I finally make it out of Baghdad and enjoy deluxe accomodations and comfy sheets.

I’m in my five-star hotel in Amman right now, luxuriating in air conditioning, minibar, room service, and I’m watching Seinfeld on TV (even though it’s the crappy last episode).  It feels almost too good to be true.  I slept most of the day.  Saw a couple bad movies: Daredevil and, please forgive me, Maid in Manhattan.  Amman doesn’t have many good movies.  Had a great dinner at Amman’s best Italian restaurant last night with a friend.  The point I’m making, is that it’s just lovely being here.  Though, I am struck by what a boring town Amman is, how little there is to do, how unlovely the place is.  I feel kind of in a fog, really.

It does make me realize just how stressful and hard life is in Baghdad.  I certainly realized while I was there.  But being away, it’s all so clear.  I hate to sound like a prima donna, but just having nice sheets and pillows is so pleasant.  Somehow, all the laundry I do in Baghdad comes back really stiff and scratchy.  There is no air conditioning.  It’s so hot and dusty.  And I never can just relax.  I always feel like I’m missing a story or something or I’m just antsy and buzzed.  Being in a place where there is nothing to do, no news to report, oh, it’s nice.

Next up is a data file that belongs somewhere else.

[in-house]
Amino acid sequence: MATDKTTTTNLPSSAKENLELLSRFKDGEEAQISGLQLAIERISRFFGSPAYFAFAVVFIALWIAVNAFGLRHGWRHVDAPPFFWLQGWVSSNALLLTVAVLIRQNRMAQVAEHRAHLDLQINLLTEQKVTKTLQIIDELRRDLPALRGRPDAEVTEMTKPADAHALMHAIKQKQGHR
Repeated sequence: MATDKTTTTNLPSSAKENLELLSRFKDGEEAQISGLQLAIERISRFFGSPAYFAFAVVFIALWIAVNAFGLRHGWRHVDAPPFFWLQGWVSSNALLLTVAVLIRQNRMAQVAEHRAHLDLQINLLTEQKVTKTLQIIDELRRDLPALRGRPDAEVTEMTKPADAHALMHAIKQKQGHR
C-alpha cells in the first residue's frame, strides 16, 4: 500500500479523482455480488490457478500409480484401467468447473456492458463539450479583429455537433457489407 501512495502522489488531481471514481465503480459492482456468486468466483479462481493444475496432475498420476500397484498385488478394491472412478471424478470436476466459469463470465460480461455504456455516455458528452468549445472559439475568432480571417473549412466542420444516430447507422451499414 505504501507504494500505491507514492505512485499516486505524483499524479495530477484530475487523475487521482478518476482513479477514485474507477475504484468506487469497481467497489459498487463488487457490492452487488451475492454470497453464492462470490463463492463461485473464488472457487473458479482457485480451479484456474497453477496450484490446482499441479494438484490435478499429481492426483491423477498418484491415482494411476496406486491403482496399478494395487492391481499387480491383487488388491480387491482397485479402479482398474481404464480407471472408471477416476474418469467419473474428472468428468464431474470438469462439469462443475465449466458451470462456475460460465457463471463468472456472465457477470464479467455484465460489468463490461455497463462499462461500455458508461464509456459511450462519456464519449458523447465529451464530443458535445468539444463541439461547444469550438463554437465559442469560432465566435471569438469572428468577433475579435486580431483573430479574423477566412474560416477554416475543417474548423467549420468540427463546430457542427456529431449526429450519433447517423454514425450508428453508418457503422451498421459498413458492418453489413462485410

It was hard to get out of Baghdad.  I was lying in bed Wednesday night thinking, my god, I’ll be in the Hyatt tomorrow.  How nice.  I was supposed to be on the first civil flight out.  These two cameramen came up with the idea of starting Air Baghdad to let reporters avoid the ten hour dangerous drive.  It’s much more expensive, but it’s quick and safe.  I even talked them in to giving me a discount.  So, I was psyched to get out quickly and easily.  I woke up early on Thursday morning, got to the Palestine Hotel where a bus would pick us up to take us to Baghdad (formerly Saddam) International Airport.  It’s a completely secure military base now and no civilians, no reporters, are allowed on.  So, we had to go in on the official bus.  I got there at 10:30, as I was told to.  When I arrived, they said the flight was delayed until 6 that evening, because the military took away their early flight.  I didn’t have much to do, so I just hung out at the Palestine, talking to different friends.  At four, when the bus was supposed to take us, one of the cameramen/airline entrepreneurs showed up and said there’s a problem.  The Jordanians won’t allow the plane to take off from Amman to come get us.  The cameramen got permission from the Foreign Ministry but apparently never spoke with the Jordanian civil aviation authority and those guys freaked out and wouldn’t let it leave.  I should have known then the flight was doomed, but the cameraman kept saying it would work out.  I know, very well, how difficult and intransigent Jordanian bureaucracy can be.  There were 20 or so of us camped out in the lobby of the hotel.  Mostly it was people from the BBC.  The BBC won’t allow any of it’s people to drive to Amman, because some reporters had been shot on the road.  We looked like a boy scout outing or something, all these people sitting on the floor with our knapsacks around us.  Friends would constantly walk by and say, that flight is never leaving.  But I refused to believe that.  I kept up hope.  The next several hours were so annoying.  At every moment we were just five minutes away from being told we can leave.  The Jordanians seemed to be relenting when the Americans took away the slot.  Then the Jordanians were being tough and the Americans gave a slot.  On and on.  Finally, it was set. We were going to leave at 3 in the morning, but had to get to the airport during daylight, because the streets of Baghdad are still pretty dangerous at night and a big bus of foreigners is a juicy target.  The sun was setting, and we’re getting anxious, is this going to happen.  Then it was night and the cameraman said he had arranged a military escort to the airport.  This whole time, we’re all shifting from annoyed to resigned to hopeful to depressed.  The BBC guys were making plans to drive to Kuwait, since they’re not allowed to go to Amman.  I had to go to Amman, but was trying to figure out if it’s too dangerous to drive on that road.  There have been several reporters shot at, one every other day or so.  I didn’t have my bullet-proof vest and helmet, because I didn’t want to carry the extra weight on the plane.  One guy waiting for the plane had a bandaged hand.  He’s a CNN cameraman who got shot in the hand the day before.  But I just didn’t want to drive down to Kuwait (I never want to be in Kuwait again) and then find a hotel and wake up before dawn to catch the early morning flight to Amman.  This is supposed to be a vacation.  So, I arranged for a backup, a car to Amman.  Then we were all but certainly going to leave, everything was set, and the Jordanians decided they need a written letter from the American authorities stating they are prepared to handle civil aircraft.  That wasn’t going to happen, so we gave up.  There are all sorts of theories about why the Jordanians were being so difficult.  Someone wanted a bigger bribe.  They want Royal Jordanian to handle the Baghdad-Amman route and don’t want to help a new airline get started.  Or they’re just incompetent bureaucratic assholes.  I go for all three.